These influence peddlers are who would control your constitutional amendment process. These are the people who would write the amendments, who would pay the politicians to ratify them.

    I don't think the amendments you support are stupid, Wookie06. But it is stupid to think this process is a good idea given the people involved.

  28. #68
    I don't dispute reasonable concerns with the process but if it is corrupted or fails then it really is too late anyway. It's either a positive change or the final nail. I appreciate your input and will look into the information you provided.

  29. #69
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    Quote Originally Posted by Wookie06 View Post
    Gosh, you would really think the other amendments I support are really, really, really, really stupid then! But your knee-jerk thoughtless response would demonstrate total ignorance of the purpose of a federal system if it is that you actually cared about such things. Oddly it was this forum that reassured me that a Clinton, Sanders, or Trump presidency could have the positive results of helping to further push this reform along. I doubt the movement would be as far as it is if we were halfway through a Romney regime right now.
    I like how you've managed to avoid actually responding to anything in lieu of whining about my tone.
    >>untie shoes

  30. #70
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    Quote Originally Posted by Wookie06 View Post
    I don't dispute reasonable concerns with the process but if it is corrupted or fails then it really is too late anyway. It's either a positive change or the final nail. I appreciate your input and will look into the information you provided.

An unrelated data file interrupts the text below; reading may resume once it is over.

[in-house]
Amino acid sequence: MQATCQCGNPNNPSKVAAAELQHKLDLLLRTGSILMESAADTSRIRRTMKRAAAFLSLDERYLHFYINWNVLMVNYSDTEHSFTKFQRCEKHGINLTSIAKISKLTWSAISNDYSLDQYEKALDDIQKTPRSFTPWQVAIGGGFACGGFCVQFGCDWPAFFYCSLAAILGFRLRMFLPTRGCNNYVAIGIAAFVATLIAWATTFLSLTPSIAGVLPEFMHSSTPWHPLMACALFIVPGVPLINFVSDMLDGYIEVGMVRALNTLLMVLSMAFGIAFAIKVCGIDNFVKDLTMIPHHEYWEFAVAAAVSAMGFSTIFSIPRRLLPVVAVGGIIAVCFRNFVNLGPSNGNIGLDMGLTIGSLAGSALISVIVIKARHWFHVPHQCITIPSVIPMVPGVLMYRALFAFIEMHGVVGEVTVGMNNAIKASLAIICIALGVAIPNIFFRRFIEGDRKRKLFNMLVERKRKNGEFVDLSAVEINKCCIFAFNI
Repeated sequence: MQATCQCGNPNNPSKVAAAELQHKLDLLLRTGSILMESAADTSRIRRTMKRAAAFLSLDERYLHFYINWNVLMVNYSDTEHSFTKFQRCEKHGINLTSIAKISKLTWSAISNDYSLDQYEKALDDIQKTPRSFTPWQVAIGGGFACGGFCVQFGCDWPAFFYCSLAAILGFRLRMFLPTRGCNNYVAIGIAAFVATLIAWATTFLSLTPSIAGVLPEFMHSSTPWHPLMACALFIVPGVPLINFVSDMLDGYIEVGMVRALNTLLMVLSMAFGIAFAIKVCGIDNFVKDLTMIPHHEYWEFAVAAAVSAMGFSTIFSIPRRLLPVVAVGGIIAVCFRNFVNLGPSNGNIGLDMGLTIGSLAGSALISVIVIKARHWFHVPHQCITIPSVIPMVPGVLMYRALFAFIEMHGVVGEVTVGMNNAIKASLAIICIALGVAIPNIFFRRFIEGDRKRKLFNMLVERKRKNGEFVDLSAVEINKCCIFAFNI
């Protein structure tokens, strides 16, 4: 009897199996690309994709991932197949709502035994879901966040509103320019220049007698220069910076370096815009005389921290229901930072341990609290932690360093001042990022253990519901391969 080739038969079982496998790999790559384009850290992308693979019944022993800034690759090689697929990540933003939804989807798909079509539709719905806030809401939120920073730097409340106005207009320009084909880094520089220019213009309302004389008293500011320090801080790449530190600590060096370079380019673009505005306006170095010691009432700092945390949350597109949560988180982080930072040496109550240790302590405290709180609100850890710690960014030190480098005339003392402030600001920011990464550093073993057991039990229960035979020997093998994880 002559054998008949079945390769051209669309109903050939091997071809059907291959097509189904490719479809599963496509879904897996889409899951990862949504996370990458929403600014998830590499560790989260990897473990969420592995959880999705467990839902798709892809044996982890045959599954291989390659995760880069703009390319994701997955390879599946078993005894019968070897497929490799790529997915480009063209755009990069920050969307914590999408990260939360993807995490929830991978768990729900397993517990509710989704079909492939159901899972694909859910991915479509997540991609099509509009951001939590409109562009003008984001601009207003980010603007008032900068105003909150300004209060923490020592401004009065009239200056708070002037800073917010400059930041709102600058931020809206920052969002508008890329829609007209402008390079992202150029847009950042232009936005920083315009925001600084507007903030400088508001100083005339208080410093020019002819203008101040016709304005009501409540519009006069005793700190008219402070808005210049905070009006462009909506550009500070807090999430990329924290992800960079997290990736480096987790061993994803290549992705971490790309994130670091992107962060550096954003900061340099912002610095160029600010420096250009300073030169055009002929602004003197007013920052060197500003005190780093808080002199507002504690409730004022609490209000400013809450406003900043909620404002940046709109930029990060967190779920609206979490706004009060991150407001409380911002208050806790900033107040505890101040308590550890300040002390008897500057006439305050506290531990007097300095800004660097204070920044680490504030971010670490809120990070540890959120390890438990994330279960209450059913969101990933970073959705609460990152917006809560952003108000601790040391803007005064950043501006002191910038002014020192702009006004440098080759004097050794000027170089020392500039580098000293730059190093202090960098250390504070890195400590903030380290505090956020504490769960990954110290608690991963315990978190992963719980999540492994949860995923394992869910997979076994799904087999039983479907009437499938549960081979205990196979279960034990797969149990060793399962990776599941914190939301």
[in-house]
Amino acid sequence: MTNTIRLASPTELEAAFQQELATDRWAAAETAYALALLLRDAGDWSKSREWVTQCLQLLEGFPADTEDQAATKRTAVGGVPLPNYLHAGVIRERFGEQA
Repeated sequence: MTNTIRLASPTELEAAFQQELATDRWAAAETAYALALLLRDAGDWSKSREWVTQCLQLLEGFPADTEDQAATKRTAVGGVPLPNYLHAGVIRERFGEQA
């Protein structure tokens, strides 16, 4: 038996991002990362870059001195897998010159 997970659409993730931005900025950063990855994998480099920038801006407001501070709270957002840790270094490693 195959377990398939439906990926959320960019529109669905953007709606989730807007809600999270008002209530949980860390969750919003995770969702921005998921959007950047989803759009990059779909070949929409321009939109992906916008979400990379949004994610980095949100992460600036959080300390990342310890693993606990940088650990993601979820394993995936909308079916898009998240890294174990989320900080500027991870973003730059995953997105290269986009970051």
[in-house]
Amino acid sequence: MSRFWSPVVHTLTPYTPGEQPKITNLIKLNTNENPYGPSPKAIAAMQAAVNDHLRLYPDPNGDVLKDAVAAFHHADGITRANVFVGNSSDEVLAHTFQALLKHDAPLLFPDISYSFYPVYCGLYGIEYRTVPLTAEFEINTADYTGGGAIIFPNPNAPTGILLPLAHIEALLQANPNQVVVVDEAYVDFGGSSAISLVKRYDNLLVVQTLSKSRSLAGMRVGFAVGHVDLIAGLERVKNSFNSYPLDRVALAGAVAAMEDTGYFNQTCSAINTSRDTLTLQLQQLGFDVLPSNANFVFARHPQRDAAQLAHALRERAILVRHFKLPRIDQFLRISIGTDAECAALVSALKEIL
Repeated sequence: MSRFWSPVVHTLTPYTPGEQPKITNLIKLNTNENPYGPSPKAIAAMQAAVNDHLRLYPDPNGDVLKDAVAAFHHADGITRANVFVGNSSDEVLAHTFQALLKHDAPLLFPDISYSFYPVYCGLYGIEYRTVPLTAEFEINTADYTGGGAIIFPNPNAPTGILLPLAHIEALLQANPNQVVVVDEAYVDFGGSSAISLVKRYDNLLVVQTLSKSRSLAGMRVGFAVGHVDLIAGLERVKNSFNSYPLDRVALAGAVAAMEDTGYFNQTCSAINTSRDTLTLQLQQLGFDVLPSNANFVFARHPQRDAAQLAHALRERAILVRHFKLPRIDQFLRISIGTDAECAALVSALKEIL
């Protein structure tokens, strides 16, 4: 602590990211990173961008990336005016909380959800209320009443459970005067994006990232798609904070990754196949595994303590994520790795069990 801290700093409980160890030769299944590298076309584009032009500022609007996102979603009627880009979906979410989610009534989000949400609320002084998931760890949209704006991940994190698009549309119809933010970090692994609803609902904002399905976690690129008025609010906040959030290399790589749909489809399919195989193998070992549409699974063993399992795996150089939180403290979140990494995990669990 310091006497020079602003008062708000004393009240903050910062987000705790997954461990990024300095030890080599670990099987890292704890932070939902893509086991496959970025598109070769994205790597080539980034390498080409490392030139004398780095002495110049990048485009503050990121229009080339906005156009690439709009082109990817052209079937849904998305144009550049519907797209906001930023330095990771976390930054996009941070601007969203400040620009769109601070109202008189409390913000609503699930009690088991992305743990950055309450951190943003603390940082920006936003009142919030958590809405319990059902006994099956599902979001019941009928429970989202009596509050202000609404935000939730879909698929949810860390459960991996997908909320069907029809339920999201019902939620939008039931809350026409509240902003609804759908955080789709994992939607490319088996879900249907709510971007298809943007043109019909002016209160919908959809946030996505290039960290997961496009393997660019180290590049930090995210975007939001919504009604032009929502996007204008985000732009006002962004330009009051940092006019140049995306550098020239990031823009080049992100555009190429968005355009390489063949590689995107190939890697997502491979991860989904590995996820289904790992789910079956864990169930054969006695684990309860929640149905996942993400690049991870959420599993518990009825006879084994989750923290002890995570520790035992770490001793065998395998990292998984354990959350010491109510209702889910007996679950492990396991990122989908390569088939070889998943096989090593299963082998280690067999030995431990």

"If we can't fix the problem tomorrow, we will commit suicide today." Well, thanks for trying.

  31. #71
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    Vote anti-incumbent. If one of the non-incumbent options is 3rd party or non-party, then choose them. Do this every election until term limits are instituted for all political offices and campaign reform is instituted that prevents politicians from running for another office while serving and prevents companies (or anyone that has an interest in a business) from contributing to a politicians campaign (directly or indirectly).

    Until that piece is resolved, there is no point in even trying to resolve other issues.

  32. #72
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    "Do this thing that would in no way result in this other thing, because unless the second thing happens, we might as well have chaos."

  33. #73
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    Voters only really have two options. Either vote to keep doing what we've been doing and hoping to get different results (definition of insanity?) or use the voting power to actually force things to change.

    Think about it for a moment. At the very least, if every politician was forced out at the end of every term by the voters, how would that affect lobbyist spending/influence? If nothing else, it would force them to write a new playbook.